‘Tis the season.
I’ve been ordering Christmas gifts for my grandchildren today while children at America’s borders were being assaulted with tear gas. One grandson wants a Harry Potter Illuminating Rod. No problem.
I’m planning tasty treats for my family to sample this weekend while children in Yemen are starving. Children are starving all over the world, but in Yemen the numbers defy belief: 85,000 since March of 2015.
Before leaving Myrtle Beach yesterday, I told my youngest granddaughter that I couldn’t leave without a hug, and as I reached down to put my arms around her, she said, “And a kiss.” Today I’m thinking of all the children separated from their parents who would love a hug from someone who loves them.
I held a hymnal with my son yesterday and sang, “Because I Have Been Given Much,” a favorite of mine, and afterwards I walked right out and did nothing for anyone. Nothing outside of my own narrow sphere, that is. Today the words are haunting me.
Because I have been given much, I too much give.
Because of thy great bounty, Lord, each day I live.
You might say, “Yemen is a long way away from here, and those people are sooooooo different from us.” Yes on both counts. And yet in church yesterday I was reminded that everyone is our neighbor, near and far, even globally. And that we’re commanded to “Love thy neighbor as thyself.” And yet, we seem to be getter meaner and less loving each day.
And those people at the border. Yes, they’re attempting to come in illegally. That shows how truly desperate they are to have a better life, the same thing our forebears wanted when they came to America. I’m rusty about the legal vs. illegal part, but I do know what they (our ancestors) did to the Native Americans. I once heard Susan Sarandon say that America was built on the near decimation of the American Indian and on the backs of slaves. She’s bolder than I.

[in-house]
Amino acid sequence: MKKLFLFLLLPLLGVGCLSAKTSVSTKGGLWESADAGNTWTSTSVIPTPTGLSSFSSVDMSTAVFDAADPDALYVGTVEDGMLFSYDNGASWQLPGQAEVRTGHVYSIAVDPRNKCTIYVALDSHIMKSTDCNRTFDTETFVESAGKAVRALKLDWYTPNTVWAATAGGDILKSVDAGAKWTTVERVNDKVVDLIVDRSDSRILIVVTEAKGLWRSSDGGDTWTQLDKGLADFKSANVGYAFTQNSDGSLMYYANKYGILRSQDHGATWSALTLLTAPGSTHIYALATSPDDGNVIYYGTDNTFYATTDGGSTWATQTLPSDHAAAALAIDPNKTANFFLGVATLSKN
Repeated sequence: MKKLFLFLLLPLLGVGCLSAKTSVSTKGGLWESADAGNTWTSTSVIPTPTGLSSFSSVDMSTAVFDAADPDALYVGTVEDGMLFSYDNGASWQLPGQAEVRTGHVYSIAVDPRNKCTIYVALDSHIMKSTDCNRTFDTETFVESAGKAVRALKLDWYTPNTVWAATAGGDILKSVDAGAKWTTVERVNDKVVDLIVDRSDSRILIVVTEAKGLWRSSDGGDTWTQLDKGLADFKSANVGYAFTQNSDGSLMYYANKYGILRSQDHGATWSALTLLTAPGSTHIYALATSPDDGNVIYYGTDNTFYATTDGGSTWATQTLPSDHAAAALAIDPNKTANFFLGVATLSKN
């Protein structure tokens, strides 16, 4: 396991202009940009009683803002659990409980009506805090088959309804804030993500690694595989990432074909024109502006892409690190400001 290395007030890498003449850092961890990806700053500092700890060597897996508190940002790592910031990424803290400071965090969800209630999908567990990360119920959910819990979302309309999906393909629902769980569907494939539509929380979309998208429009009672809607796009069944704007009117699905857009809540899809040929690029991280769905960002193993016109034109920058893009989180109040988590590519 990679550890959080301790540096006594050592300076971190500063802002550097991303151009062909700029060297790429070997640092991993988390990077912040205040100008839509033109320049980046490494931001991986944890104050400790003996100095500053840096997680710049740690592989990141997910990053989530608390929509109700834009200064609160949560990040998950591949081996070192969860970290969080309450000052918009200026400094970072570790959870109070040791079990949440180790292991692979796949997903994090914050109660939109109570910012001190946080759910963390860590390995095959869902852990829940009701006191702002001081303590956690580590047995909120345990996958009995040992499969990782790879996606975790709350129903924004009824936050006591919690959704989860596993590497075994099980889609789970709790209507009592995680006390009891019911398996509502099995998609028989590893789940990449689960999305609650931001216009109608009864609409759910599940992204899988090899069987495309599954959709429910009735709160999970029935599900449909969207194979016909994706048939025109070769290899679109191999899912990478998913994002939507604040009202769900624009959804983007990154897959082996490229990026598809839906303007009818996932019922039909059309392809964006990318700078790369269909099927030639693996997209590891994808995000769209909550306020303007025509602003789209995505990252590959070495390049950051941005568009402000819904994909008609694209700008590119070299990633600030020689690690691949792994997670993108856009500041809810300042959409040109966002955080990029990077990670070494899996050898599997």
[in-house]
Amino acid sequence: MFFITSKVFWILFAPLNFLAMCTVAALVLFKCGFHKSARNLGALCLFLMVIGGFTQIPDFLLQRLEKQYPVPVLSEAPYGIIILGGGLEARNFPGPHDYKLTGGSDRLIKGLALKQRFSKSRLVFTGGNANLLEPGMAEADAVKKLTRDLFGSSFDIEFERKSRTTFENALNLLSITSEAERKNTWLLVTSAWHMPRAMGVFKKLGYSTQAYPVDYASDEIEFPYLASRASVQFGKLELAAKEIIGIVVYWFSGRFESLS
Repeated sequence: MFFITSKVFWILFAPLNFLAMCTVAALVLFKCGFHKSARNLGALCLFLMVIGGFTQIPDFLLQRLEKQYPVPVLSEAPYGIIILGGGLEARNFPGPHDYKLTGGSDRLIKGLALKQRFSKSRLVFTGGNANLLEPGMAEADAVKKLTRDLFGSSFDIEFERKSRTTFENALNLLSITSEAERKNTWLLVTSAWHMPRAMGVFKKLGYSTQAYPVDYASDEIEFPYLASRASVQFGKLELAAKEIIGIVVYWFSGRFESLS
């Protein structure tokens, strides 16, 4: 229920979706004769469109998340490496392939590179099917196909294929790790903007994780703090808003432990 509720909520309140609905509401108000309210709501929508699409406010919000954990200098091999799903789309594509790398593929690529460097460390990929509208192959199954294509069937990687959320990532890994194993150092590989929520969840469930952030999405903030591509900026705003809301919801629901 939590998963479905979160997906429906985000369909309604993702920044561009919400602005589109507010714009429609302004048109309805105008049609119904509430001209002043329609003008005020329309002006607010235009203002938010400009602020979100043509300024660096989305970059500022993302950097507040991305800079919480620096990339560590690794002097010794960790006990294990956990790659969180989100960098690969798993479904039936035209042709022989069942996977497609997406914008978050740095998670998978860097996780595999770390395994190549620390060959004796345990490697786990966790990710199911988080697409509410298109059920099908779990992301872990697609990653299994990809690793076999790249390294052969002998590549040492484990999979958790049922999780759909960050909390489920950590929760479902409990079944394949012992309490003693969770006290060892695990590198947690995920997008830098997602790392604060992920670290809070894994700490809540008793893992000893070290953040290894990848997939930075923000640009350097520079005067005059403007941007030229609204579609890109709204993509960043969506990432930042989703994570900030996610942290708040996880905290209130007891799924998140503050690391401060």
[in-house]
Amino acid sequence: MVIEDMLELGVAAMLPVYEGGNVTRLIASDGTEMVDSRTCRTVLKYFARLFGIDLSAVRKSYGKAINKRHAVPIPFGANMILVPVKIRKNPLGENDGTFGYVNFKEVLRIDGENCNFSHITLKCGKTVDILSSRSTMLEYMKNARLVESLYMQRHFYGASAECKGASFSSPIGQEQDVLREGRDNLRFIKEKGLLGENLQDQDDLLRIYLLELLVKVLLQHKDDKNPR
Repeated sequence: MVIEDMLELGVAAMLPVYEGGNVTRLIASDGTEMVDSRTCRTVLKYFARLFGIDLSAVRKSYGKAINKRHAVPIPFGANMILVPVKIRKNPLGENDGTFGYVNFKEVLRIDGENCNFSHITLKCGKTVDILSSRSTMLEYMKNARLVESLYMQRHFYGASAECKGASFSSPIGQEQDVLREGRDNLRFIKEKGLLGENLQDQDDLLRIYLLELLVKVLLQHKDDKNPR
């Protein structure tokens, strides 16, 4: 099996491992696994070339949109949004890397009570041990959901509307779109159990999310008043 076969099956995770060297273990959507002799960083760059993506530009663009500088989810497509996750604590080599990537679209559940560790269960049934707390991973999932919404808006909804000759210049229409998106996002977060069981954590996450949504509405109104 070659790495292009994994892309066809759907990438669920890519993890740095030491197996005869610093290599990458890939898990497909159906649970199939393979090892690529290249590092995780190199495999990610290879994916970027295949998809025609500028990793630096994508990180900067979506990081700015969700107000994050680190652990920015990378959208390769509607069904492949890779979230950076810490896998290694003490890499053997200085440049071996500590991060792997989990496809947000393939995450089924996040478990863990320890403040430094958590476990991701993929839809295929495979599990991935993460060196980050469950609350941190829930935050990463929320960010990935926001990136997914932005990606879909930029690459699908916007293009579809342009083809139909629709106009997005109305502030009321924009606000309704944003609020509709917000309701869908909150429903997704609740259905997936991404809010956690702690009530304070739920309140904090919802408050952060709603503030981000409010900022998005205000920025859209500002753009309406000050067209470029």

I’ll never get the image of the scared screaming barefoot child in diapers at the Mexican border out of my consciousness. But I can write. I can say, “That ain’t right, Bo” a phrase one of my husband’s cronies used to say. That ain’t right. Some might take offense and say these people are paying for the sins of their fathers. Please. Don’t. Go. There.
And those children who’ve died in Yemen are the ones under five years old. Better and more knowledgeable thinkers than I say the United States’ support for the Saudi-led war has triggered the humanitarian crisis in Yemen. I can’t force our leaders to enter peace talks or to withdraw support for the war. But I can send money to a relief fund. So can you.
Listen, I taught psychology for forty years, and I know about defense mechanisms that make us feel better about ourselves. And then there are those pesky attitudes that play into our thinking—illogical fallacies, mental heuristics, and biases. I’m as guilty as the next person of not always seeing things clearly, of justifying my own thinking.
But none of that matters when it comes down to this. Like it or not, we’re all children of the same Creator, and there’s no way to ignore or rationalize the horrors of world and national events.